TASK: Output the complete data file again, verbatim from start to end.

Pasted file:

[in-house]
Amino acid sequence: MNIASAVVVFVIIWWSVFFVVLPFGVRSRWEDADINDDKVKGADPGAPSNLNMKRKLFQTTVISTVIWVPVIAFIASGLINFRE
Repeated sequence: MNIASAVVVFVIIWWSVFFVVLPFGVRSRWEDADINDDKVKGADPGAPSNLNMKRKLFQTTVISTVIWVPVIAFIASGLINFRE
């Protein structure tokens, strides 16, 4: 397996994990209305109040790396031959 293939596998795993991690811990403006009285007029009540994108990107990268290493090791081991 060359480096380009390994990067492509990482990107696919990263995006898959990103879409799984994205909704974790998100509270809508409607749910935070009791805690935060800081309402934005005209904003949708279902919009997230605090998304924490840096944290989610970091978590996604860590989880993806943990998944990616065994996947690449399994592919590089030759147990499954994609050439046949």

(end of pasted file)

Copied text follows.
[in-house]
Amino acid sequence: MNIASAVVVFVIIWWSVFFVVLPFGVRSRWEDADINDDKVKGADPGAPSNLNMKRKLFQTTVISTVIWVPVIAFIASGLINFRE
Repeated sequence: MNIASAVVVFVIIWWSVFFVVLPFGVRSRWEDADINDDKVKGADPGAPSNLNMKRKLFQTTVISTVIWVPVIAFIASGLINFRE
């Protein structure tokens, strides 16, 4: 397996994990209305109040790396031959 293939596998795993991690811990403006009285007029009540994108990107990268290493090791081991 060359480096380009390994990067492509990482990107696919990263995006898959990103879409799984994205909704974790998100509270809508409607749910935070009791805690935060800081309402934005005209904003949708279902919009997230605090998304924490840096944290989610970091978590996604860590989880993806943990998944990616065994996947690449399994592919590089030759147990499954994609050439046949």